Monthly Archives: October 2016

Objection to redevelopment of Boroughmuir High School – excessive car parking

Living Streets Edinburgh has submitted an official objection to the redevelopment of Boroughmuir High School due to the planned excessive car parking (planning ref 16/04581/FUL).

The full plans can be viewed here – https://goo.gl/IJsiFB

boroughmuir-high-school-planWe object to the application on the grounds of excessive parking provision. The Transport Statement makes great play about how the proposed development supports the Council’s sustainable transport policies; however, we do not consider a development with 95 parking spaces to be consistent with the council’s transport and environmental objectives. The case made in the application comparing existing and projected traffic flows is spurious; obviously traffic generation will be totally different as it is no longer going to be a 1000+ pupil school. The application notes that it aims to achieve 68% of the permitted maximum; we propose on the contrary, that the development should be have the minimum permitted number of residents’ parking spaces (zero – i.e. a car-free development). Limited car parking for disabled people and visitors would be acceptable.

As the application notes, the site is extremely well-sited for travel by bus (eight frequent, regular services within three minutes’ walk), bicycle and on foot. The sustainability of the local Bruntsfield area will be enhanced by a car-free development which is actively aimed at people attracted to a car-free lifestyle. We strongly oppose the suggestion that there should be 16 new on-street parking spaces on Viewforth in addition, for the same reason. An option could be to site a car-club facility on or near the site.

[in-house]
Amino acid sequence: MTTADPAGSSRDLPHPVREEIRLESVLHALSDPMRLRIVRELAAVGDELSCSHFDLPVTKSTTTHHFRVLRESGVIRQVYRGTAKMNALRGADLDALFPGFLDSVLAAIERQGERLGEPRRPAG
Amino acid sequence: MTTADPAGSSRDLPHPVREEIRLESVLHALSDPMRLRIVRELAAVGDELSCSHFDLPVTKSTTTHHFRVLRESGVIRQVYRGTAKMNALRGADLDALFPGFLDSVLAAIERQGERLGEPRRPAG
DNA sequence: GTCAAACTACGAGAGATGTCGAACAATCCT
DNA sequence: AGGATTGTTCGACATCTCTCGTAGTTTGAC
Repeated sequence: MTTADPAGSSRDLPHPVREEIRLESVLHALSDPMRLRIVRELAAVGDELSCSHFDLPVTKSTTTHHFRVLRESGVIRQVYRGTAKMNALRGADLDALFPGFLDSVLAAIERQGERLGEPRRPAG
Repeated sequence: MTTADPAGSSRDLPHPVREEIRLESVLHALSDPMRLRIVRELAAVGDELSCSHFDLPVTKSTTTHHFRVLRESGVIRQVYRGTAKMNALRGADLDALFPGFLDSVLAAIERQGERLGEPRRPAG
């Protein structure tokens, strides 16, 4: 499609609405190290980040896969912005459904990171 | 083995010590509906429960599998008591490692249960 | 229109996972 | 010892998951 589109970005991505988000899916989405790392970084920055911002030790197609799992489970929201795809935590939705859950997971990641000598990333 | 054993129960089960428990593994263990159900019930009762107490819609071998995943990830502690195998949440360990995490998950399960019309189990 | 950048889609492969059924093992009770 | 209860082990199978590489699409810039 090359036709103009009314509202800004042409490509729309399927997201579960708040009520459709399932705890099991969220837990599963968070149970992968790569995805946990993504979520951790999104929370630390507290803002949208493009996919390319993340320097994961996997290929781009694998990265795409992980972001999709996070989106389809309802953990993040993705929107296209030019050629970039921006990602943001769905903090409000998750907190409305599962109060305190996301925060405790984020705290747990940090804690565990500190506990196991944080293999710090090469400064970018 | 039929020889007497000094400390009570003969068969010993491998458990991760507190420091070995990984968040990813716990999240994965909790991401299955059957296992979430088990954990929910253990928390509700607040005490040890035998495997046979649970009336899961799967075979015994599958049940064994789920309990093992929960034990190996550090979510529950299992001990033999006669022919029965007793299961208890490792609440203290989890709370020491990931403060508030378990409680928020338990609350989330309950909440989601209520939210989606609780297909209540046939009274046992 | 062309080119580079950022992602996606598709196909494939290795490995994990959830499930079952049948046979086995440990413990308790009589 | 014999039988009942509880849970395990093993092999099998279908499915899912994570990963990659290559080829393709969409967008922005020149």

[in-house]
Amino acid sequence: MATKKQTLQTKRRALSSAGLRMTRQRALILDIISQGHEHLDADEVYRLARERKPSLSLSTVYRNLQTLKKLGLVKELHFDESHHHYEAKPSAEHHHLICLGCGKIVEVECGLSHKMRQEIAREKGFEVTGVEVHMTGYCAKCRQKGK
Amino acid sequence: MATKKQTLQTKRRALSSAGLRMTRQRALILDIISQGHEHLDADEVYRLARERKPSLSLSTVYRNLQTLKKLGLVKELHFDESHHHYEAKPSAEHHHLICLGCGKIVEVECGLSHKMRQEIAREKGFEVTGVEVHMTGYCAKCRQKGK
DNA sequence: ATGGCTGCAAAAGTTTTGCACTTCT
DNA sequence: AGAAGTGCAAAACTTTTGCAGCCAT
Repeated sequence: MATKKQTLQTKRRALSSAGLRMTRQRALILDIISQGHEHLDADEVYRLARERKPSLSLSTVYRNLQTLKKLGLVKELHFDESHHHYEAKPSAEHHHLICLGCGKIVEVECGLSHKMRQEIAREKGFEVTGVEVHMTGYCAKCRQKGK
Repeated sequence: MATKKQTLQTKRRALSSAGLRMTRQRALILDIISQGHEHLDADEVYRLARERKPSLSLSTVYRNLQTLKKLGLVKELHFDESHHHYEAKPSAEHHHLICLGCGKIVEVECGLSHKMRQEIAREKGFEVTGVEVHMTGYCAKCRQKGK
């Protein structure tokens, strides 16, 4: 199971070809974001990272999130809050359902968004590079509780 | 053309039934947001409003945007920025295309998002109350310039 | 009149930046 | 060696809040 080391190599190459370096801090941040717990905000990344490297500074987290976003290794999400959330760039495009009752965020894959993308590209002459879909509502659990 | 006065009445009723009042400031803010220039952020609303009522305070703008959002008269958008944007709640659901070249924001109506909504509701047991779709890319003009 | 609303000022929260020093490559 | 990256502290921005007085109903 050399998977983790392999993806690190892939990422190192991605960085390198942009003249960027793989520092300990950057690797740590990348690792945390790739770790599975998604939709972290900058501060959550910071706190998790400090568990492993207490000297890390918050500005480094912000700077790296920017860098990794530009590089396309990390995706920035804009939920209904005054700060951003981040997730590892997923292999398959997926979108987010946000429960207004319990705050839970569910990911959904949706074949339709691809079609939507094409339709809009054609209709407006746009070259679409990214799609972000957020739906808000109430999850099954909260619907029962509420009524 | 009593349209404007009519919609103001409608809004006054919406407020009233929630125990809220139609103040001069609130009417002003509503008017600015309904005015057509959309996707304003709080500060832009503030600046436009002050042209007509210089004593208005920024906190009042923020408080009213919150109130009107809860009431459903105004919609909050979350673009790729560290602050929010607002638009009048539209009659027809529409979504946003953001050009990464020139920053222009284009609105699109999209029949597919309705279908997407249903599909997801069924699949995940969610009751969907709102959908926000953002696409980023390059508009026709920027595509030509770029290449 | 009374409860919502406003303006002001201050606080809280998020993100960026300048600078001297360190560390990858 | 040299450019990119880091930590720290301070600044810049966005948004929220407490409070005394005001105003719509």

The application incorrectly claims that the footways on Viewforth are at least 2m wide; in fact they are typically 1.8m on both sides (only wider at the Bruntsfield Place end and at one or two specific spots). The Council’s Street Design Guidance specifies the width for this kind of street as an “absolute minimum of 2m (only allowed in short sections), desirable minimum 2.5m or wider.” If the application were to be granted, the opportunity should therefore be taken to meet these standards in the vicinity of the development. Continuous pavements giving clear pedestrian priority (rather than dropped kerbs) should be provided on the Viewforth access points. The application also claims that there “no evidence of parked vehicles obstructing footway” (p8). This is patently not so and pavement parking is endemic at weekends and evenings owing to lack of TRO prohibitions. Again, if the application were to be granted, conditions should be attached to remedy this shortcoming.